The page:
5. Who is spending the money?

There is a difference between large and small organisations when it comes to who controls the budgets on cloud adoption. In enterprise sized organisations, the spending is driven by chief information officers, IT architects and the IT networking management.

In small and medium sized businesses, the push for cloud investment and spending is being made by chief executives, chief financial officers and chief information officers. The reason for this could be that SMBs don’t have in-house architects to push for cloud adoption or because IT staff aren’t given the authority to spend the budgets without having to bring it before more senior officers first.

Perhaps one of the biggest differences is the influence of the chief IT security officer. This person has influence over cloud IT spending in 80% of enterprises but only 59% of SMBs. With security, such an issue across the board, it looks like senior management is listening to security concerns much more in bigger companies than smaller ones.

6. Concerns that hinder cloud adoption

Whilst cloud adoption is on the rise and many companies are benefitting from it, some companies still have reservations about using it. From their survey, IDG found that the main concerns amongst companies were issues with where data is stored, cloud security and vendor lock-in.

The issue regarding where data is stored is fired by some governments insistence that they should have access to data stored on servers within their borders. For example, if a UK company had sensitive data stored on a server based in the US, it may be breaking EU regulations on privacy.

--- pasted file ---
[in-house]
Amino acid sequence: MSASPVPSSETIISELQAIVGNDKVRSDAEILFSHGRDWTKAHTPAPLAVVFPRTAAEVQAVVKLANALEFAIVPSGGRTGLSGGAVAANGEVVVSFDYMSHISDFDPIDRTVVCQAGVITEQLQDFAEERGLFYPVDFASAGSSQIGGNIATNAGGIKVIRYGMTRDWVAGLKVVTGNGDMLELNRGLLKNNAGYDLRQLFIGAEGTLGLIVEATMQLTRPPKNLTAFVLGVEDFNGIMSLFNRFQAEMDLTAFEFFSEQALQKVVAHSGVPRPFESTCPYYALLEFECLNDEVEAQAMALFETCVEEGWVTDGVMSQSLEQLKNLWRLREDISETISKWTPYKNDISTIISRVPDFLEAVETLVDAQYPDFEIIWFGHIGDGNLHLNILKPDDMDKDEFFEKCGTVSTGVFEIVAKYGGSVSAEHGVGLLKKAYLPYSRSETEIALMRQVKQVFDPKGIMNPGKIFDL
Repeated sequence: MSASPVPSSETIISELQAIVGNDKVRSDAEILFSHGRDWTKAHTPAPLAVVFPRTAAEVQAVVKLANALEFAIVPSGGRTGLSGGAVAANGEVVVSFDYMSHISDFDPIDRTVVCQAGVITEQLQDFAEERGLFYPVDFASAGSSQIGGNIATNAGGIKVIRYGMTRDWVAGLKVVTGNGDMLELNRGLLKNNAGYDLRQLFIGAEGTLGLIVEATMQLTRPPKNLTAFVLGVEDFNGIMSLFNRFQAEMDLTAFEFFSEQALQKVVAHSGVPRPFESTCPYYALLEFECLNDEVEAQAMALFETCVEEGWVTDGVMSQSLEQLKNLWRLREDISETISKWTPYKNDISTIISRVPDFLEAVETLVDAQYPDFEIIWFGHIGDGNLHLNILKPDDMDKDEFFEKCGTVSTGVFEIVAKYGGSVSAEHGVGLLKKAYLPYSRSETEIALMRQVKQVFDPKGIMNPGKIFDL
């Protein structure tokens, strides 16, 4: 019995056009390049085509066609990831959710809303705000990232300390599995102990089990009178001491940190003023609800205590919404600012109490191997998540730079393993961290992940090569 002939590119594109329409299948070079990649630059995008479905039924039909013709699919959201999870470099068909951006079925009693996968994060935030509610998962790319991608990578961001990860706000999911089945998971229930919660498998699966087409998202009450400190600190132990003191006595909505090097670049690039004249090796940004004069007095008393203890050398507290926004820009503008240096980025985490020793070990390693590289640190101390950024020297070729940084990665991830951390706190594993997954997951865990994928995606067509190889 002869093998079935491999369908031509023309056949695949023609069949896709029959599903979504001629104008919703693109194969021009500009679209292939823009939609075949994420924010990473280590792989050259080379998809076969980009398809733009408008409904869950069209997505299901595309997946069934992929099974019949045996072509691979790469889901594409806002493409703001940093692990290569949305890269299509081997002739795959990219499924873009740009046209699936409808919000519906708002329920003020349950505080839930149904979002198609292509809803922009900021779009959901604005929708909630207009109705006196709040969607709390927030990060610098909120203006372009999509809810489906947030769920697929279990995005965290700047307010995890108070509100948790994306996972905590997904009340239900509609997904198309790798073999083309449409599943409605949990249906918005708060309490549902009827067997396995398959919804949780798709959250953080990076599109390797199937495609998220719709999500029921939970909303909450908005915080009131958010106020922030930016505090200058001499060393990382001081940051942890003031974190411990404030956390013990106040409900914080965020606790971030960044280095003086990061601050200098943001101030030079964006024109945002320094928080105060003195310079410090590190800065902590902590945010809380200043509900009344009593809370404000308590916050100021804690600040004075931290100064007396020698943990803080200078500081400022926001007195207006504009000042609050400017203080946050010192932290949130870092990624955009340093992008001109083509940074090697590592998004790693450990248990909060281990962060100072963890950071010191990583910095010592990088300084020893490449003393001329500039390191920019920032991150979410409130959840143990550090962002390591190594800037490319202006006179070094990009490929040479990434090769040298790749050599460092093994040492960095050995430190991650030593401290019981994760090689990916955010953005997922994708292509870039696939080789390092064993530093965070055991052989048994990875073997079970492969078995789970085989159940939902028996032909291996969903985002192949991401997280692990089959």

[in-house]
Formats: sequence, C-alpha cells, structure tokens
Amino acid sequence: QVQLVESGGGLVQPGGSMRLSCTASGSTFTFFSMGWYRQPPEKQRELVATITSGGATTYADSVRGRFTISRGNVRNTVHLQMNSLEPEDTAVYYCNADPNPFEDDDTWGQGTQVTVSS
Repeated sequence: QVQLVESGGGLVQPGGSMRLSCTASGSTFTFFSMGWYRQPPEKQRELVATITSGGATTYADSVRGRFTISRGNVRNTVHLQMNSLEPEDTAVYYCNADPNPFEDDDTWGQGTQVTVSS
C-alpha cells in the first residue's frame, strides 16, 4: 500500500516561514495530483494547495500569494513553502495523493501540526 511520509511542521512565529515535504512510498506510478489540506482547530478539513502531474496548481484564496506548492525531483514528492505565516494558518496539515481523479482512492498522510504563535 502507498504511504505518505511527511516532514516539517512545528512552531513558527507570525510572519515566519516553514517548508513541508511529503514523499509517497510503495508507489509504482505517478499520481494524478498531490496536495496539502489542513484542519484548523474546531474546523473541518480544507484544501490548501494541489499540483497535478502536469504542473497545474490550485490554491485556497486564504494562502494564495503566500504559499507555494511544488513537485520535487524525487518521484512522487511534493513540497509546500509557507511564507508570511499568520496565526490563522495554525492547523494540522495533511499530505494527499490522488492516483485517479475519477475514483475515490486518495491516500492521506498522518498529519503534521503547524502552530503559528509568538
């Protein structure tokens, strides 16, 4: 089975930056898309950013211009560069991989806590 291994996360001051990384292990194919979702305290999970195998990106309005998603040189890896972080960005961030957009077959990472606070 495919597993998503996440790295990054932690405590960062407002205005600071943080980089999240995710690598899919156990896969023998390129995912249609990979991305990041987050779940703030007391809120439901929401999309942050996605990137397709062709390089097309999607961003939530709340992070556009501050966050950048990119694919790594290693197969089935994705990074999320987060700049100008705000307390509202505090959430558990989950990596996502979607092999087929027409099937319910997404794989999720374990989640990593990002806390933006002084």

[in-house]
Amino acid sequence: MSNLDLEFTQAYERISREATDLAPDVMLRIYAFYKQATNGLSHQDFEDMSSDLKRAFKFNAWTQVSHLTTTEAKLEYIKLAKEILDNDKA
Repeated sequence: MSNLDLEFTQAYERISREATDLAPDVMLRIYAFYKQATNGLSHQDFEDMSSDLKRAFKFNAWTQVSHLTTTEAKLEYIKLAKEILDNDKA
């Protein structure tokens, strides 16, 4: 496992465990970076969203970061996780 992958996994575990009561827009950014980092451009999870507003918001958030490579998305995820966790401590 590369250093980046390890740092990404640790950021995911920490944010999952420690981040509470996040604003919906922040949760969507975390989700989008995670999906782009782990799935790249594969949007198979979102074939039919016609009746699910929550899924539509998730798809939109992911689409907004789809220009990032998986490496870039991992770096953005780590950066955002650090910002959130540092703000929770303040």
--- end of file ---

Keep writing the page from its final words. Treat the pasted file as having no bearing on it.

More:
This, obviously, may prevent a UK business choosing a vendor with US based servers. For this reason, many expect that companies will move towards a localisation model in the next year with many businesses choosing cloud vendors based within their own country.

When it comes to cloud security, cloud vendors generally have better security in place than in-house data centres. They have to meet robust standards and have the expert IT staff in place to ensure consistent monitoring and defence. In addition, their use of up to date hardware and software means they are less likely to be vulnerable to the security holes found in data centres that use legacy software and older hardware.

With regard to vendor lock-in (the over-reliance on a vendor’s infrastructure and management), the advice is to rethink how you manage your IT. Companies do need to use the cloud and they do need the IT services that cloud vendors bring. To prevent being tied to any one vendor, they just need to develop the in-house skills needed to manage their own cloud system.

Indeed, this lack of in-house skills is also one of the problems that prevent many companies adopting private or hybrid cloud computing. In the next year, as more companies begin to see that cloud adoption is more of a when than an if, it is likely we’ll see a rise in IT spending on training to develop these skills.


A few years ago, moving to the cloud was seen as something which could give a company an advantage over those which had not. It is no longer seen in that way. Today, it’s pretty much indispensable and those who don’t have it are seen as disadvantaged. Over the next year, cloud adoption is going to increase even more. More companies are going to use it, and those that already use it are going to increase their reliance upon it.